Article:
To take advantage of this offer you will need to start with £50 to deposit at the bookmaker and £52.50 at the exchange (£102.50 total). For the free bet you will need to have £162.36 at the exchange to cover the bet if it loses. Depending on the outcomes of both bets you could end up with £300 winnings (incl deposit) at the bookmaker and having lost £214.86 at the exchange. If both bets lost at the bookmaker we would have £0 at the bookies and £247.48 at the exchange. To cover the first bet you will have deposited the £52.50 and won £47.50 giving you £100 at the exchange and a £50 free bet at the bookies. You will then need to add £62.36 to be have enough money to allow you complete the second lay bet. If that won we then have an extra £37.62 giving us £199.98 at the exchange of which we deposited £115.86 (£52.50 + £63.36). We also lost £50 at the bookies in this scenario so we take that off to get back our profit number (£199.98 - £50 - £115.86) = £34.12.

As you can see you need a bankroll of around £250 to complete this offer. You can start with smaller free bets e.g a £25 free bet would need a bankroll of around £125 but once you have taken advantage of a few of these offers you can withdraw your original £250 and just use your profit to fund your bookmaker and exchange accounts going forward and it soon mounts up. A reasonable starting sum helps massively as you can complete multiple offers at the same time rather than having to wait for the outcomes of each event.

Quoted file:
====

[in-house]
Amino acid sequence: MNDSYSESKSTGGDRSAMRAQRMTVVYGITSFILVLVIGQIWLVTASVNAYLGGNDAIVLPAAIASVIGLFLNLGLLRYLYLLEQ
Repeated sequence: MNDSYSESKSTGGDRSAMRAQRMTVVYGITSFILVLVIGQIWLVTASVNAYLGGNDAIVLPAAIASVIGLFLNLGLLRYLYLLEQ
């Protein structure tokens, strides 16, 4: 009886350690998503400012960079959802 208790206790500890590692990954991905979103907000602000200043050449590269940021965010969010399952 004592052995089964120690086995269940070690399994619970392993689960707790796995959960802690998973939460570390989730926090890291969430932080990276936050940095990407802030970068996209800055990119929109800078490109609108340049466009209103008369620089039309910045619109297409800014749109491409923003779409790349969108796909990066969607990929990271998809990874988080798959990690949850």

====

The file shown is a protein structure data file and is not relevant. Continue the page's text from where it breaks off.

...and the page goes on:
Other things to note

This is not for everybody - if you have a problem with gambling or don't trust yourself not to veer off course then this may not be for you. It requires lots of discipline to ensure you follow the strategy and don't think you expect Man Utd to win so don't bother laying the bet (betting against it).
If your betting on obscure events or winning too much the bookmakers will eventually cotton on to what you are doing and restrict your account so you no longer qualify for free bets and can restrict the amounts you are allowed to bet. They always let you withdraw your winnings as there is nothing illegal or wrong with matched betting.
I recommend opening a separate bank current account (free) for signing up with the bookmakers it allows you to keep track of your profits much more easily and keeps your money separate so it's easy to see your profits. It's also handy to keep track of your bookmaker balances in a spreadsheet so you know where your money is.
You also need to make sure your partner understands what you are doing and is okay with it as it hard to believe that it's not too good to be true.


This is the basic premise behind matched betting and there are websites that make all of this much easier and guide you through all of the offers step by step. These services are worth every penny as you save a massive amount of time by using their calculators and offer calendars and they have a team of support staff there to help. My favourite is oddsmonkey (I will be reviewing them on here soon). We will be covering some of the more advanced strategies later but hopefully that's enough to give help you understand how this really is easy money.

  1. image credit ladbrokes.com ↩︎

  2. image credit oddsmonkey.com ↩︎

  3. image credit oddsmonkey.com ↩︎